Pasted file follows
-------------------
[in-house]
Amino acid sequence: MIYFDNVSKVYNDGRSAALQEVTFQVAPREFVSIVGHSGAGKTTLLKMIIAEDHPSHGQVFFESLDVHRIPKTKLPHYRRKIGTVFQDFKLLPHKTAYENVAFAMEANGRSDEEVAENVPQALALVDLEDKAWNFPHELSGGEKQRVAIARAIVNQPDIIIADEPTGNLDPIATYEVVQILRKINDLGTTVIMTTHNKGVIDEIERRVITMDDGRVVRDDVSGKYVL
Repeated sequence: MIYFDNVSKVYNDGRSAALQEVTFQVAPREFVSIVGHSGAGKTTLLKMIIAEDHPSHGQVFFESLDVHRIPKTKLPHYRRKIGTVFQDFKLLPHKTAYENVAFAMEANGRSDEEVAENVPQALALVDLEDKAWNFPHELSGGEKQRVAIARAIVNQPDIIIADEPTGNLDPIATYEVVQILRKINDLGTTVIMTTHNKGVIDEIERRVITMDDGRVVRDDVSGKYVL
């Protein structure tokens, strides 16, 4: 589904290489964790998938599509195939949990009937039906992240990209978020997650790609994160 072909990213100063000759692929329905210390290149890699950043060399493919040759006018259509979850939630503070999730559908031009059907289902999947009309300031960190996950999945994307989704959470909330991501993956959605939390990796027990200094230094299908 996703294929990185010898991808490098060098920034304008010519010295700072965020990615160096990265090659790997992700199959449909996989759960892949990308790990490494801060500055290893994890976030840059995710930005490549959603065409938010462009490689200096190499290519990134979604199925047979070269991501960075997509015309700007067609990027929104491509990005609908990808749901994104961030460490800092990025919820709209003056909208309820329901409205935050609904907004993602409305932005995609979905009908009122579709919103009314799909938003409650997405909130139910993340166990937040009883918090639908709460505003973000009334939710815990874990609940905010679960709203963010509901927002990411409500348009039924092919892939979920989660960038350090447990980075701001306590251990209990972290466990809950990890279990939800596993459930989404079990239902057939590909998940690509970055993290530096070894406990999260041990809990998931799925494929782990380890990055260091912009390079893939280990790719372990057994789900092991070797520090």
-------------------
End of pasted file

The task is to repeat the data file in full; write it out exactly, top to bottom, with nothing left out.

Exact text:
[in-house]
Amino acid sequence: MIYFDNVSKVYNDGRSAALQEVTFQVAPREFVSIVGHSGAGKTTLLKMIIAEDHPSHGQVFFESLDVHRIPKTKLPHYRRKIGTVFQDFKLLPHKTAYENVAFAMEANGRSDEEVAENVPQALALVDLEDKAWNFPHELSGGEKQRVAIARAIVNQPDIIIADEPTGNLDPIATYEVVQILRKINDLGTTVIMTTHNKGVIDEIERRVITMDDGRVVRDDVSGKYVL
Repeated sequence: MIYFDNVSKVYNDGRSAALQEVTFQVAPREFVSIVGHSGAGKTTLLKMIIAEDHPSHGQVFFESLDVHRIPKTKLPHYRRKIGTVFQDFKLLPHKTAYENVAFAMEANGRSDEEVAENVPQALALVDLEDKAWNFPHELSGGEKQRVAIARAIVNQPDIIIADEPTGNLDPIATYEVVQILRKINDLGTTVIMTTHNKGVIDEIERRVITMDDGRVVRDDVSGKYVL
């Protein structure tokens, strides 16, 4: 589904290489964790998938599509195939949990009937039906992240990209978020997650790609994160 072909990213100063000759692929329905210390290149890699950043060399493919040759006018259509979850939630503070999730559908031009059907289902999947009309300031960190996950999945994307989704959470909330991501993956959605939390990796027990200094230094299908 996703294929990185010898991808490098060098920034304008010519010295700072965020990615160096990265090659790997992700199959449909996989759960892949990308790990490494801060500055290893994890976030840059995710930005490549959603065409938010462009490689200096190499290519990134979604199925047979070269991501960075997509015309700007067609990027929104491509990005609908990808749901994104961030460490800092990025919820709209003056909208309820329901409205935050609904907004993602409305932005995609979905009908009122579709919103009314799909938003409650997405909130139910993340166990937040009883918090639908709460505003973000009334939710815990874990609940905010679960709203963010509901927002990411409500348009039924092919892939979920989660960038350090447990980075701001306590251990209990972290466990809950990890279990939800596993459930989404079990239902057939590909998940690509970055993290530096070894406990999260041990809990998931799925494929782990380890990055260091912009390079893939280990790719372990057994789900092991070797520090």